By Sylvia Gurinsky
There's probably no way for the United States to ever make WikiLeaks creator Julian Assange face justice for any treasonous acts concerning recent posts on the site - not without help from other countries. Assange isn't American, for one thing.
That means the court of public opinion will weigh in on him. Some have called him a traitor. Others have compared him to Daniel Ellsberg, the one-time military analyst who passed along the so-called Pentagon Papers - a look at most of the United States involvement in Vietnam during the 1950s and 60s - to the New York Times and the Washington Post, which published them in 1971.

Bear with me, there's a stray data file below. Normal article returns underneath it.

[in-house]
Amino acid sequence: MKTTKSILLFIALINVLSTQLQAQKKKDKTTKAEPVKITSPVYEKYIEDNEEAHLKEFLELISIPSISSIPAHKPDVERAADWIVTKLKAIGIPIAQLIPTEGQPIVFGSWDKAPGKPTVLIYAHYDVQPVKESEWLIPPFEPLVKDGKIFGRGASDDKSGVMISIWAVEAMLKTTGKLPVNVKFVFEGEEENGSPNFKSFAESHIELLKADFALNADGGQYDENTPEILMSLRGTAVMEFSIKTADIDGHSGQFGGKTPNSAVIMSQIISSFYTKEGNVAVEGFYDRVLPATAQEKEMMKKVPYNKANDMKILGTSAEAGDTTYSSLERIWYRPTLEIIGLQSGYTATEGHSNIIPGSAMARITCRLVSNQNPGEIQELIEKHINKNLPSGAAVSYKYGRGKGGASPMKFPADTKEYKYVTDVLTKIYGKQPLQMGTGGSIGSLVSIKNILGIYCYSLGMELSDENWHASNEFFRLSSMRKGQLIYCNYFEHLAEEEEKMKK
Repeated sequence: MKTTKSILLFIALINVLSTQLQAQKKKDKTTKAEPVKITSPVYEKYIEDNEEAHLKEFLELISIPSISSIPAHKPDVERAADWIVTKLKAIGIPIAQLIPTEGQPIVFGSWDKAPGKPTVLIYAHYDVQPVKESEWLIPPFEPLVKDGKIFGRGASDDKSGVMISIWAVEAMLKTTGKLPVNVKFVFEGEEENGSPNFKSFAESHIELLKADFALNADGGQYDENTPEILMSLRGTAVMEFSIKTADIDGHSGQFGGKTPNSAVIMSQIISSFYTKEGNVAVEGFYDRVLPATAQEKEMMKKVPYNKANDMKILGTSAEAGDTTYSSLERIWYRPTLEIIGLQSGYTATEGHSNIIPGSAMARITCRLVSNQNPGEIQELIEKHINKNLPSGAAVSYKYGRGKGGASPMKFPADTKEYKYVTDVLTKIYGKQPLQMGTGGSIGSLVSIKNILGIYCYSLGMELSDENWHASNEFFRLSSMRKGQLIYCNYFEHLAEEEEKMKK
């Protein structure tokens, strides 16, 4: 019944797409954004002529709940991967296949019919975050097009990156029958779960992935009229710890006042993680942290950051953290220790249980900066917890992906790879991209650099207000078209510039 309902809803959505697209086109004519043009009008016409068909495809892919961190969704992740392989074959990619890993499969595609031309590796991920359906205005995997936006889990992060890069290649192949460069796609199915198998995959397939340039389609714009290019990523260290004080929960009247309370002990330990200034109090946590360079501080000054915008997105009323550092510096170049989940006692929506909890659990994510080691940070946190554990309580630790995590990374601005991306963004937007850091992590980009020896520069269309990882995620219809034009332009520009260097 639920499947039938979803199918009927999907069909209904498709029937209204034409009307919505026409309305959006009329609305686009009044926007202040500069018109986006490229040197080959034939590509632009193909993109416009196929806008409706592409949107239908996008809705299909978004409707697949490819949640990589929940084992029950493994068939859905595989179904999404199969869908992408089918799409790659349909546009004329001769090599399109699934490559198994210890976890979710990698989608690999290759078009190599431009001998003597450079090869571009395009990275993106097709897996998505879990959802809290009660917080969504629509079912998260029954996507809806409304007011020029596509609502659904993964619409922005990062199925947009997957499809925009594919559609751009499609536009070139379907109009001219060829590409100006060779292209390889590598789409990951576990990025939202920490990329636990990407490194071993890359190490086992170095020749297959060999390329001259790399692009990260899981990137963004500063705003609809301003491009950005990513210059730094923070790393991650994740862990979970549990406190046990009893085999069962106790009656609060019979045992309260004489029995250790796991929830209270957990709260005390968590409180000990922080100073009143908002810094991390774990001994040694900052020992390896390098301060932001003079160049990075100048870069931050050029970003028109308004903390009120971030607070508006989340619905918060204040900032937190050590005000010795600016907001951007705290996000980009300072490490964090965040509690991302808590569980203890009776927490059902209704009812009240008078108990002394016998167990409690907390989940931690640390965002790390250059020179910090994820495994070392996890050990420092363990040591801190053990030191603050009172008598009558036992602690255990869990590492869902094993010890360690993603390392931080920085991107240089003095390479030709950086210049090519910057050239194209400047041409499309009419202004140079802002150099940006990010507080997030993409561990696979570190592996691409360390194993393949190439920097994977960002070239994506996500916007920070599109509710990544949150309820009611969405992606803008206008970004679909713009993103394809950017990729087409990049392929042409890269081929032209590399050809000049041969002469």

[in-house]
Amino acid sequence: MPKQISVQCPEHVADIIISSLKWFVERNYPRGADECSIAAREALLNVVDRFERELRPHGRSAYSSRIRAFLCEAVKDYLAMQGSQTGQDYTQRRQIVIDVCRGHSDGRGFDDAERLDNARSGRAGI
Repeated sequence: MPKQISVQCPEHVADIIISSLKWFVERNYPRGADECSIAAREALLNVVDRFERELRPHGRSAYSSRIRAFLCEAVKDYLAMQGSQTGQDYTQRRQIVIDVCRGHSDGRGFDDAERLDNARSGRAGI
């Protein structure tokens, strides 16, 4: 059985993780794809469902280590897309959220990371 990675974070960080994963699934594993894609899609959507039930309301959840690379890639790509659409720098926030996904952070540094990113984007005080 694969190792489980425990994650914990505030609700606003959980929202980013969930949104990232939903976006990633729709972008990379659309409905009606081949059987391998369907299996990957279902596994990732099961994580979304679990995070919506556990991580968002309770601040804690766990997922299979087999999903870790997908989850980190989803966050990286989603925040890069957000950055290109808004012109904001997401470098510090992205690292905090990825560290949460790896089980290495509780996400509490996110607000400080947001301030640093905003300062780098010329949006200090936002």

Calling Assange a traitor may be stretching it, although those who have been leaking to him may certainly deserve the term.
Comparing Assange to Ellsberg is really stretching it. Ellsberg, who is American, paid a heavy price for coming forward with the Pentagon Papers.
Julian Assange may be a criminal, but he's certainly a smart alec, interested less in writing wrongs than in publicity for himself. He is no Daniel Ellsberg.